Last night was another special one in American politics, as the Republican voters of Nevada made their voices heard.
Here’s who the big winners were — besides democracy, of course!
On the heels of his crushing runner-up victory in South Carolina, Rubio notched another massive second place win in Nevada. This is an electric underdog story, the kind that shines even in a dramatic primary like this. Rubio was born to frankly unimpressive parents (they worked at a hotel), but through sheer ambition, he rose to become Speaker of the Florida State House, then Senator, then the official third- and second- place finisher in many key early primary states. Most impressive, Rubio achieved this with only his gumption, his memorization skills, a couple super PACs, and a few unsung hero advisors who told him to wear quarter-zip fleeces at key moments. Whether you agree with him or not, Rubio is an inspiring figure who is now the clear frontrunner, as I predicted.
All night my Twitter timeline was full of Tweeps complaining about the caucus system. They called it “chaotic,” “incompetent,” and “undemocratic.” They banded about ugly allegations of vote-stuffing, counters wearing Trump gear, and the state GOP forgetting to set up caucus sites. Worst of all, my fellow insiders demanded we do away with caucuses and replace them with boring old primaries.
Sure, there probably was widespread voter fraud and incompetence last night. That’s to be expected in any election. But killing caucuses is a horrible idea.
A caucus is like a party for voting. You and your neighbors and friends all gather in a big room for one reason: to talk about the horserace politics that we all love. In this modern world of addictive smartphone poker games and buggy online dating apps whose users often fail to read your messages, there’s something beautiful in seeing a crowd of people doing nothing but listening to a precinct leader read a script about why they should vote for Martin O’Malley or Ben Carson.
Some people say caucuses should have secret ballots. I say: live a little! Break out your inner exhibitionist and think of it like going to a nude beach of voting.
With all the high-stakes horse-trading and public shaming of voters who aren’t in your candidate’s corner, by the time Hour 4 rolls around a caucus-goer is so high on uncut Democracy he’s forgotten all his problems outside that elementary school classroom or church basement. And let’s not forget all that juicy local party business to take care of, where regular folks have a say in hot-button issues like whether it’s okay to hold a bake sale fundraiser on a Jewish holiday.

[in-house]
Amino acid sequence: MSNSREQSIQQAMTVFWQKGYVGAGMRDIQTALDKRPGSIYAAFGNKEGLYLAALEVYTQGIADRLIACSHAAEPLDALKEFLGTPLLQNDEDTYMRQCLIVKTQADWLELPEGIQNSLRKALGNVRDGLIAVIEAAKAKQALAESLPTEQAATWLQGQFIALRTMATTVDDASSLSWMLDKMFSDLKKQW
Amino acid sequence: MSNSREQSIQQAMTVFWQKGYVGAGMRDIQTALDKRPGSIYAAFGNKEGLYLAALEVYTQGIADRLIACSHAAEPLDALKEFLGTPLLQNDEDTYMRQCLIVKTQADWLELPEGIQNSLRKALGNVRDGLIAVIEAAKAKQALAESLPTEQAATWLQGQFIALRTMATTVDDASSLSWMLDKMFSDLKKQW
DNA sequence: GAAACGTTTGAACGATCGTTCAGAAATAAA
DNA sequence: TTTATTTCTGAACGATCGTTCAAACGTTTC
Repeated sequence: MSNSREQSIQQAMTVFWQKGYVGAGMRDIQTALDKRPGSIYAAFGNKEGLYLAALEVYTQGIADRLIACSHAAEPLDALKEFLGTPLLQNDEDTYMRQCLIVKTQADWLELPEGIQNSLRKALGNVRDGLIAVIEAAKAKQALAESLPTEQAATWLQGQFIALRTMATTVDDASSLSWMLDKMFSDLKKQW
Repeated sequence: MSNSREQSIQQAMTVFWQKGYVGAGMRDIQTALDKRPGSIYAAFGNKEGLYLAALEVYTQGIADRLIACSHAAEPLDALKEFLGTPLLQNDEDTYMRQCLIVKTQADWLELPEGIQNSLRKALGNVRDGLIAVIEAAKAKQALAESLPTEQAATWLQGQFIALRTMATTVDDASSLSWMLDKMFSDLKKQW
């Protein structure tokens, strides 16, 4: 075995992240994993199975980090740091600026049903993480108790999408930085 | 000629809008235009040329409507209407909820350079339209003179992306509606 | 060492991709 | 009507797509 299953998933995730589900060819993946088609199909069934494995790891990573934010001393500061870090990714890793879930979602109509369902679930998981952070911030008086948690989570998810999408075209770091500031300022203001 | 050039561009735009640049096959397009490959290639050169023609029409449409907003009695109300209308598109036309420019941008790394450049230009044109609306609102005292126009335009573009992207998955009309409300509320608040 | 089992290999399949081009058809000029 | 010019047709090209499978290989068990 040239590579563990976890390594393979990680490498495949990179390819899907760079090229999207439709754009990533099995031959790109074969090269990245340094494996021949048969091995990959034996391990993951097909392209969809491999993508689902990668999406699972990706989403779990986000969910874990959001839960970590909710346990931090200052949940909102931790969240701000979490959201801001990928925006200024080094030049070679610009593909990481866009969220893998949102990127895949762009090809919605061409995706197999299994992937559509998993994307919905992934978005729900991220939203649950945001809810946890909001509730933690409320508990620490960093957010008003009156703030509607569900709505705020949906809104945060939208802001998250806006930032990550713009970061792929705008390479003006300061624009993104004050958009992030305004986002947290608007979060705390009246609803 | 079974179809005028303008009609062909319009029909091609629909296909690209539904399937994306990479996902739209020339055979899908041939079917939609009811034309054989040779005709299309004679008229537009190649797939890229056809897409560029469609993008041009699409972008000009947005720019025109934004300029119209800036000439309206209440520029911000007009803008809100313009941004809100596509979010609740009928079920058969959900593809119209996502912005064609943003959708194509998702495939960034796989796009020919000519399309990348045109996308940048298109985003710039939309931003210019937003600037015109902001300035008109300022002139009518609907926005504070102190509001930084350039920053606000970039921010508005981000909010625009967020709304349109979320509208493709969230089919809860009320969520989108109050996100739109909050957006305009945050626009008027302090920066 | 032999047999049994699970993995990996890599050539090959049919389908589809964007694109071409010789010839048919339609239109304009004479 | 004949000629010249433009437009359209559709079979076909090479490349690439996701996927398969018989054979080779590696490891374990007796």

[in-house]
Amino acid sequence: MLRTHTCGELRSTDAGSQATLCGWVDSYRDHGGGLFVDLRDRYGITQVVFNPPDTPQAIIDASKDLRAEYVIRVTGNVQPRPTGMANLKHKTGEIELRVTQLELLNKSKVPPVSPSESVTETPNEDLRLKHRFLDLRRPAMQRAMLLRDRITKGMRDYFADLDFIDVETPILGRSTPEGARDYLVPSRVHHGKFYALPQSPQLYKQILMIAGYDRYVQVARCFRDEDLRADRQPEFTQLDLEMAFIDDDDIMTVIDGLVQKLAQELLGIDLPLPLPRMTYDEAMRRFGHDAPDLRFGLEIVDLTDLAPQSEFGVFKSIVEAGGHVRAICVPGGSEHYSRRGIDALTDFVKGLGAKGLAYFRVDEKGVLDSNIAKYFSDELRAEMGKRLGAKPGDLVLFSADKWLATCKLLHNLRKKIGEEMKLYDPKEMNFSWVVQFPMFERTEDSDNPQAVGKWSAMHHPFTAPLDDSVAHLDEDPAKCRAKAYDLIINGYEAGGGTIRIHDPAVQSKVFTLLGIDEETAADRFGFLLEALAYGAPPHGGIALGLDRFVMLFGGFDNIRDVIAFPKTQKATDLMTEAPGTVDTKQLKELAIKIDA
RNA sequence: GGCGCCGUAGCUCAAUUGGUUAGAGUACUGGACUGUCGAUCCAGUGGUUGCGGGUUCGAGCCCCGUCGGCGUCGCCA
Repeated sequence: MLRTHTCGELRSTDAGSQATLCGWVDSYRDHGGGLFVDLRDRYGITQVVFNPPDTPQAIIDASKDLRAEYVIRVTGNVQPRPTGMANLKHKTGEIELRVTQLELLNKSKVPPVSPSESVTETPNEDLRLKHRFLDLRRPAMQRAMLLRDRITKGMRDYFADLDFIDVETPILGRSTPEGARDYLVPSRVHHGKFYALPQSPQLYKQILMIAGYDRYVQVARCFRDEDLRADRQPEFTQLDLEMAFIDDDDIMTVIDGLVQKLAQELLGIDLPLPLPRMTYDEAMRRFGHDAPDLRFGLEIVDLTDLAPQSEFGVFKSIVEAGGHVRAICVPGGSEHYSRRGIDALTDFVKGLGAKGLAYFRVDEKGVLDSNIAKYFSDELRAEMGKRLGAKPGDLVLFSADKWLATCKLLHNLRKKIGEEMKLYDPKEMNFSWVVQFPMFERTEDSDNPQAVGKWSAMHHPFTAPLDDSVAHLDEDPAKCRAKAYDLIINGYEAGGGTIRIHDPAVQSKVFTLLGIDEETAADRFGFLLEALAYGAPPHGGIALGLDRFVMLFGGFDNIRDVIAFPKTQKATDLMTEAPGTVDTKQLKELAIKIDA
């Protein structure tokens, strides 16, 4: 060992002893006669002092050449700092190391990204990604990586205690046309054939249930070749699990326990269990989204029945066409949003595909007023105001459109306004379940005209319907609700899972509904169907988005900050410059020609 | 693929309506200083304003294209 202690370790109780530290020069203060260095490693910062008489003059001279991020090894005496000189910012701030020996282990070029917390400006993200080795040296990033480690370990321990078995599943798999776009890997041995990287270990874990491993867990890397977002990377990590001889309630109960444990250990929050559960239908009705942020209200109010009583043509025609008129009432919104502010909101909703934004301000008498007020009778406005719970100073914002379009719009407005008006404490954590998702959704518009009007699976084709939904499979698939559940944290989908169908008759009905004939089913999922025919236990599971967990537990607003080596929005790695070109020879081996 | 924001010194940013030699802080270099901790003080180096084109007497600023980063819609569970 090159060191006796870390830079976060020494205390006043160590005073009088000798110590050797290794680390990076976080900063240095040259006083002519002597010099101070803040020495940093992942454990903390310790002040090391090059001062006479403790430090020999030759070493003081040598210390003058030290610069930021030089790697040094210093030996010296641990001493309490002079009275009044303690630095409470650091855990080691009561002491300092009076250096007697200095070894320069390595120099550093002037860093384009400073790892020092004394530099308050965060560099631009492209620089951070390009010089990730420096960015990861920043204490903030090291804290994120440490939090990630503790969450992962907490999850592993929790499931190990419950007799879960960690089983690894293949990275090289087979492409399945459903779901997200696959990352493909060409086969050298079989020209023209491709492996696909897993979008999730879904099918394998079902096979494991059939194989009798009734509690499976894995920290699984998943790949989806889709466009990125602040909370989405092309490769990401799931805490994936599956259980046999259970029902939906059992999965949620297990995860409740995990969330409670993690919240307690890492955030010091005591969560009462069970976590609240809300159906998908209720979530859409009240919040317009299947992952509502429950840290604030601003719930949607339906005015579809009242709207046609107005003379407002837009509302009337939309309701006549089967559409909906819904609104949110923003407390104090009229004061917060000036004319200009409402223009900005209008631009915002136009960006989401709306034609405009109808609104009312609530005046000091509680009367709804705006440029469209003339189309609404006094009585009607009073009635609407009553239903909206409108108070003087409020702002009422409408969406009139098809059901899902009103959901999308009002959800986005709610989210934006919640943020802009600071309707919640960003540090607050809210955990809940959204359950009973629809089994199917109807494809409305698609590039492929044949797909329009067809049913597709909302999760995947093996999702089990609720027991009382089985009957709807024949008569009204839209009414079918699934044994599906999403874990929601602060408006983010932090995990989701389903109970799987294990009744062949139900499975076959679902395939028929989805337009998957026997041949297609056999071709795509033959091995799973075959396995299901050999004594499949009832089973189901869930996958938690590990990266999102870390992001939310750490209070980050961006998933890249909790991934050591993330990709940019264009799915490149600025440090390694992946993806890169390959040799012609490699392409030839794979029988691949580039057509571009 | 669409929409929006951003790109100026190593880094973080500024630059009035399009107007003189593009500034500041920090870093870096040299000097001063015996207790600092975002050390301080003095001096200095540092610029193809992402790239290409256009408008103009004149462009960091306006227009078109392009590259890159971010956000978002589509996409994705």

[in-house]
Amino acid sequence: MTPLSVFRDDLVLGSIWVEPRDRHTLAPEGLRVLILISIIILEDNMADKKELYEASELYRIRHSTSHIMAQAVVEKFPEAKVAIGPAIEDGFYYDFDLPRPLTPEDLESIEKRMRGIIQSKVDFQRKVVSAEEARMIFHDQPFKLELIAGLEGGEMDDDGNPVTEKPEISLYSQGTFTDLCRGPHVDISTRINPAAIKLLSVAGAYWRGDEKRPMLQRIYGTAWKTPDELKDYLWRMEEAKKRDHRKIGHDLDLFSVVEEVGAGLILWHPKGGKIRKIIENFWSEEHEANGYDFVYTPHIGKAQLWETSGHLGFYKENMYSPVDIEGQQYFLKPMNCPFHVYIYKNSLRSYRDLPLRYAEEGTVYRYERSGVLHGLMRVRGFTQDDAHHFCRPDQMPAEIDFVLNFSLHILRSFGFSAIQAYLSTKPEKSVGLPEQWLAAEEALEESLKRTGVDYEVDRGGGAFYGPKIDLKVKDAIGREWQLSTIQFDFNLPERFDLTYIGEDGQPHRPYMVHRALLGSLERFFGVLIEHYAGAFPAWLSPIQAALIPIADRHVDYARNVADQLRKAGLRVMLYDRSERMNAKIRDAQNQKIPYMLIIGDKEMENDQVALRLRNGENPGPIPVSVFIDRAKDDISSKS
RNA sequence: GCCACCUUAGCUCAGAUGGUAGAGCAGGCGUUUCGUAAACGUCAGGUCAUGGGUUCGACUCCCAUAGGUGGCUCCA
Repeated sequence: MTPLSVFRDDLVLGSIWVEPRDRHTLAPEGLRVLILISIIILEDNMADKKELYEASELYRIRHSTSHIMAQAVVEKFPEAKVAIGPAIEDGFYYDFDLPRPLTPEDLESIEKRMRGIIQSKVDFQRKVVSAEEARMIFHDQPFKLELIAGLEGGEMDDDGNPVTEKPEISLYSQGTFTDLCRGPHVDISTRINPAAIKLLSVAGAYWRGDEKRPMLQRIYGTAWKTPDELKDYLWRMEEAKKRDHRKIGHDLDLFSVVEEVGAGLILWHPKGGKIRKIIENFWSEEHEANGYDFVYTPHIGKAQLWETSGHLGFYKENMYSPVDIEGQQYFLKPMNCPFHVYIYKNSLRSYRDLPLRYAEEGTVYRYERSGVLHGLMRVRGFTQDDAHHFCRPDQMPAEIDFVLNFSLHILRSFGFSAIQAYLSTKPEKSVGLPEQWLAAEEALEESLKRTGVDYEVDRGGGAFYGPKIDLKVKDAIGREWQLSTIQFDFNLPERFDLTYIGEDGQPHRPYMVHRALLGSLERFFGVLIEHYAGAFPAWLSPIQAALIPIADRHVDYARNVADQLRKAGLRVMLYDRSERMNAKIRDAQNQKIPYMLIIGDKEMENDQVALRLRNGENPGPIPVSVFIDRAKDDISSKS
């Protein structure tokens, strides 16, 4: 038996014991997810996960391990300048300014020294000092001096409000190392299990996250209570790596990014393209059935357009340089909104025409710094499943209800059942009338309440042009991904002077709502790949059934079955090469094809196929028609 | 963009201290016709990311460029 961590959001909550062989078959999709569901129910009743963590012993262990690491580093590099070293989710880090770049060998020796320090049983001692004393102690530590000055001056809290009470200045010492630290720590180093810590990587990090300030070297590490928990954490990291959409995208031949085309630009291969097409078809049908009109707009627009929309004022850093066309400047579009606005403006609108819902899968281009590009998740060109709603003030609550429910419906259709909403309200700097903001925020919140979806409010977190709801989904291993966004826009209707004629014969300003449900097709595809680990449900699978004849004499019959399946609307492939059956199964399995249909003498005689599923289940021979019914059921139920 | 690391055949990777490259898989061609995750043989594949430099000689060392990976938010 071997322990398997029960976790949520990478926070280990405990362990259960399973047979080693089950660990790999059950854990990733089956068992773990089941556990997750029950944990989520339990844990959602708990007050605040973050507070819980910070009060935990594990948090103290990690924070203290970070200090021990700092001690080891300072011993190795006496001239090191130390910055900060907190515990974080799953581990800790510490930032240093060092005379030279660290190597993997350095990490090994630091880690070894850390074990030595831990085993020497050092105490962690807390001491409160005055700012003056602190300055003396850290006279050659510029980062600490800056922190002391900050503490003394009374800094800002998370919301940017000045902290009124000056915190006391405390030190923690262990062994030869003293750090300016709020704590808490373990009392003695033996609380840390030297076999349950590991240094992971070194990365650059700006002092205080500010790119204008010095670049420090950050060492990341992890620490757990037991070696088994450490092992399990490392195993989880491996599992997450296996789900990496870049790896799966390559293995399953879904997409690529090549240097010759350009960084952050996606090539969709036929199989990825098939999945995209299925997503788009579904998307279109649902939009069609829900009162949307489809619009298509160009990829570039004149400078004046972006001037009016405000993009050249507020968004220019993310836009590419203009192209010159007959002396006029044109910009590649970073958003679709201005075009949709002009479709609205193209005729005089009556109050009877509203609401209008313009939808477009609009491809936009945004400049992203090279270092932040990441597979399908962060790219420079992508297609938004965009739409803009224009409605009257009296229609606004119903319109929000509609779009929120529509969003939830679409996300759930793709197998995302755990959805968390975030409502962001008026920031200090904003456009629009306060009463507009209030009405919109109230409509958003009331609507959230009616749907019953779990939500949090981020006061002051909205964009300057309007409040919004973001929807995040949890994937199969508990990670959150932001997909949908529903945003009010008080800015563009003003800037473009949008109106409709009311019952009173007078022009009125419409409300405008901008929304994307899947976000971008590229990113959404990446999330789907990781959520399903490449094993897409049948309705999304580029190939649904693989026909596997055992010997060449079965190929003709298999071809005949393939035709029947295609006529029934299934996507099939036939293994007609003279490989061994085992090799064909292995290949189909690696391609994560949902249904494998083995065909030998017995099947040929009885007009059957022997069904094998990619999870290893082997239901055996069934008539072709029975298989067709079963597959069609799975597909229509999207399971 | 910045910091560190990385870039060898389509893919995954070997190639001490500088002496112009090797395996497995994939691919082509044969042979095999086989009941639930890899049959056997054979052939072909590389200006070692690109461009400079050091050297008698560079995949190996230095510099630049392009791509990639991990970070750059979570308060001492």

Folks, Democracy is supposed to be messy, frequently plagued by fraud, and — most importantly — a social activity. If you’re lucky enough to live in a caucus state, my advice to you is put the kids to bed, fill up your flask, and get pumped for an unforgettable night of politicking, mingling, and maybe even a little romance. 😉 This guy has the right idea:
Someone in line at the Trump event is trying get a bucket of Bud Lite thru security
— Holly Bailey (@hollybdc) February 24, 2016
Trump had one mission: to prevent Marco Rubio from getting second place. Unfortunately for the property builder and abuser of reporters, he couldn’t get the job done in a second straight contest. Voters are noticing Rubio’s plucky low double-digit losses, and they see an up-and-comer who’s nipping at Trump’s heels. In Rubio, who survived the bullying of a morbidly obese former prosecutor, voters see a man who doesn’t fear Trump’s similar antagonism. Worse yet, the Donald sank to Ted Cruz’s level by calling him a “baby,” descending into the ugly rumors that the physically repulsive Senator is an infantilization fetishist.
Snake eyes! No, I’m not talking about the Texan’s repulsive, beady spheres of pure revulsion that sit on either side of his drippy sickle-like nose. After gambling big on Nevada evangelicals, Cruz’s hissing furnace voice and seemingly gelatinous neck took all his chips and picked Donald Trump instead. Cruz was further bested by Marco Rubio, marking the first time a possibly spectrum individual has gone up against a balding, indebted philanderer in Vegas and lost.
It isn’t clear if Carson went to Nevada to win delegates or is even aware he’s still campaigning. I’m hesitant to say he lost even, because he could have found something in that desert that speaks to a higher truth. We’ll see if the blind healer ever leaves the sand. If not, keep your eyes peeled in 2020 for Carson to speak the true name of God and reveal the Seventh Seal as prophesied in Revelation, or at least be an important Evangelical endorsement for whoever’s running then.
Tough luck for the Ohio governor, who is rumored to have relapsed once again and was ejected from Circus Circus over a free drink-related argument. The unexpectedly cold Nevada night may have hurt the always-outdoors Kasich, but he wasn’t going to do great here anyway. Kasich now looks to Ohio and Michigan, where groups of shuffling men in Carhartt jackets will be more receptive to the Ohioan’s “everyone deserves a second chance” message.
Carl “The Dig” Diggler has covered national politics for 30 years, and is the author of “Think-ocracy: The Rise Of The Brainy Congressman”. Got a question for the Dig? E-mail him at email@example.com or Tweet to @carl_diggler.
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